Written by Patrice Honnef in Conference | 14.03.2019
To go or not to go to FuturEd? It was difficult to determine a final decision based on the chaos of the first week of first term at the beginning of a new school year. In the background, a Greek chorus’ dithyrambs chanted the never ending stream of questions about new policies, procedures from the seven graduates who joined Team English at Innisfail State College three days prior. Remaining members of the squad had questions about the new subjects and syllabuses ready for implementation. Realistically, these queries would not all be answered during the first week of term. Therefore, the affirmative decision to attend the Better Strangers Project's conference about teaching Shakespeare was finally resolved. The University of Sydney and more specifically Shakespeare Reloaded coordinators warmly welcomed seminar participants from secondary and tertiary settings across the nation and overseas. Dr Liam Semler opened the conference by assuring teachers would feel ‘welcomed and valued’. This promise was honoured with the help of organisers Claire Hansen, Lauren Weber and everyone present contributing so that all in attendance felt inspired.
Shakespeare Reloaded equipped participants with short and sharp activities that could be used in a variety of classes and across many contexts. There were limitless opportunities to work with and learn from our finest educators. Associate Professor Jacqueline Manuel, Dr Janet Dutton and Dr Don Carter examined and charted Shakespeare in the Secondary English curriculum. Their engaging presentation allowed participants to appreciate the fact that Shakespeare is one of only two writers mandated in the first English syllabus in New South Wales since 1911. Unsurprisingly, the Bard remains unchallenged on prescribed text lists throughout the country. It was repeatedly corroborated that the role of a teacher is to rouse interest and enjoyment in this iconic writer’s work. Additionally pedagogical choices were described as paramount to our curriculum delivery. Audiences were thoroughly engaged when the trio shared some of the questions that appeared on early examinations and correlations were made to our contemporary contexts.
Joanna Erskine, Head of Education at Bell Shakespeare shared countless montages of living Shakespeare and bringing the curriculum to life with some of our most reluctant learners. Her anecdotes were incredibly moving and motivational. The documentary Kings of Baxter particularly resonated with me because I was extremely fortunate to have been tutored by the very talented Huw McKinnon. Huw’s purposeful work with juvenile justice detainees was unequivocally inspirational! It was humbling to be in the presence of international guest speakers and so many experts across a variety of fields. Additionally, being provided with the opportunity to deliver a workshop on learning sprints or short learning episodes when teaching Shakespeare to primary and secondary school students changed my life. While the prospect was daunting, it was truly gratifying to work with a group of wonderful individuals on a wet Friday afternoon in Sydney. The thought provoking dialogue on empathy, pedagogy and the longevity of the Bard re-energised all in attendance. Better Strangers and Shakespeare Reloaded have equipped us to face and conquer challenges and empower others collaboratively, build an expert teaching team and address the unique needs of our learners. Thank you Shakespeare Reloaded - we are fearless!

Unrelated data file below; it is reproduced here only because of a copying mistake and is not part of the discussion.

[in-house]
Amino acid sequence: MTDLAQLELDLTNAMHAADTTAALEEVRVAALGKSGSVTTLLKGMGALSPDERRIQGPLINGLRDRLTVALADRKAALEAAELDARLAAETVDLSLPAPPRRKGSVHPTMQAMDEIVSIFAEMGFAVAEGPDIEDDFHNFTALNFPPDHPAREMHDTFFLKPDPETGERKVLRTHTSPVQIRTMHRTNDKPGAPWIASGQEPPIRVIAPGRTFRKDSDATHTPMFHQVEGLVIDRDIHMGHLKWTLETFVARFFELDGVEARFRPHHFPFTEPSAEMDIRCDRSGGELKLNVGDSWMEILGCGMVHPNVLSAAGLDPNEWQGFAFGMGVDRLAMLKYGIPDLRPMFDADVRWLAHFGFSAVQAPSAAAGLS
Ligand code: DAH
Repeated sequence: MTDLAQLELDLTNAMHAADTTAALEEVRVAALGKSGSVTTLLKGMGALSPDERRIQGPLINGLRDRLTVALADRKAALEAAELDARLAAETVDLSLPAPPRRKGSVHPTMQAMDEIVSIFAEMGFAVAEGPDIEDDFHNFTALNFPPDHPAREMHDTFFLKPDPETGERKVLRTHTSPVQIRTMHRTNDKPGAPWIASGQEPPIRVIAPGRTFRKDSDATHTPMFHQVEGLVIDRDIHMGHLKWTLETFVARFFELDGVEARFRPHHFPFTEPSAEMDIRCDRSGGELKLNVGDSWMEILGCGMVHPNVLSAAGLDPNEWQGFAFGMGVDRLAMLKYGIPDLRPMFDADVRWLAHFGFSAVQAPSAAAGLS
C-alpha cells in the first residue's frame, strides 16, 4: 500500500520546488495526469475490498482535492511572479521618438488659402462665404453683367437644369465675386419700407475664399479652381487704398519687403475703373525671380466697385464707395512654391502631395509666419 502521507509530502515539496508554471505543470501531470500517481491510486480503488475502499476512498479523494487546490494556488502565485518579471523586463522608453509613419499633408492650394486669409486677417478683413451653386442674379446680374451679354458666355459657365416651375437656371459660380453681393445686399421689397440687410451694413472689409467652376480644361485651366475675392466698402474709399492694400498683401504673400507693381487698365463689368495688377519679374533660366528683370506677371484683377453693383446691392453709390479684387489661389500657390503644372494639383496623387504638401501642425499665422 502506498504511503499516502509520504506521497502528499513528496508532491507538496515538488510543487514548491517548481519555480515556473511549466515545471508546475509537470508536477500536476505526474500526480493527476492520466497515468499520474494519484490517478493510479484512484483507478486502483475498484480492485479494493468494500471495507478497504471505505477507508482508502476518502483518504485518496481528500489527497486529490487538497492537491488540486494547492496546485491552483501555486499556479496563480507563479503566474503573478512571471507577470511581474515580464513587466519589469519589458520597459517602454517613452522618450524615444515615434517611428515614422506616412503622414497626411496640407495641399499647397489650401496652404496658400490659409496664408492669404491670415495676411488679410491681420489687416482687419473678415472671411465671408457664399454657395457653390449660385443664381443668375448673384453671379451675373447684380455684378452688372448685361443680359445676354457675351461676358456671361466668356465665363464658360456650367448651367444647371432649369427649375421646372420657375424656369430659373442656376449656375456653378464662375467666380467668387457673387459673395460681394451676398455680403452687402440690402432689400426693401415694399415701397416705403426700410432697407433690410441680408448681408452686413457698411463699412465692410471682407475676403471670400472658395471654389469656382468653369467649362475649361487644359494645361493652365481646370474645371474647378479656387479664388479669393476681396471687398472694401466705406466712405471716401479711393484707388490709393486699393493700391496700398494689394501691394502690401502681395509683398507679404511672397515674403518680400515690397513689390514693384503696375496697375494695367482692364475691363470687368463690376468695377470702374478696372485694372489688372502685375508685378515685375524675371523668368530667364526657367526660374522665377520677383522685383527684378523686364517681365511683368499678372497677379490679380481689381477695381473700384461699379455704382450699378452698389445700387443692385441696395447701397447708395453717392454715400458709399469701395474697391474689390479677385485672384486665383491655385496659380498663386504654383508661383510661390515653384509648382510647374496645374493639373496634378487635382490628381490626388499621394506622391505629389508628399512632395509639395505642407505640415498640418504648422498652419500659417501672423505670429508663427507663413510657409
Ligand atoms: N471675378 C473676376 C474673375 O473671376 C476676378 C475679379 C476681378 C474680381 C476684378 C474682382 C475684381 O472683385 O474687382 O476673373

Patrice Honnef is currently Head of the English Faculty at Innisfail State College. Despite being an English teacher for many years, she had a short sabbatical in the Humanities as the Head of faculty and transitioned to the Modern History panel before transferring back to English. She is delighted to return to the world of language, literature and Shakespeare. Patrice is heavily involved in Lions Youth of the Year, Rostrum Voice of Youth, Cassowary Coast Junior Public Speaking Competition and initiating the regional We Will Remember and Aspirations Day forums which occur on a regional level. She regularly attends Holocaust literature forums and panels at the Sydney Jewish Museum. Patrice presented at the ETAQ state conference in 2017 in Brisbane and has been on external scrutiny panels. She is and external marker for QCS and trials for the new syllabus for implementation in 2019. Patrice adjudicated the IEU literary competition in 2018 and has held HOTSHOT workshops on Shakespeare to primary school students in the region.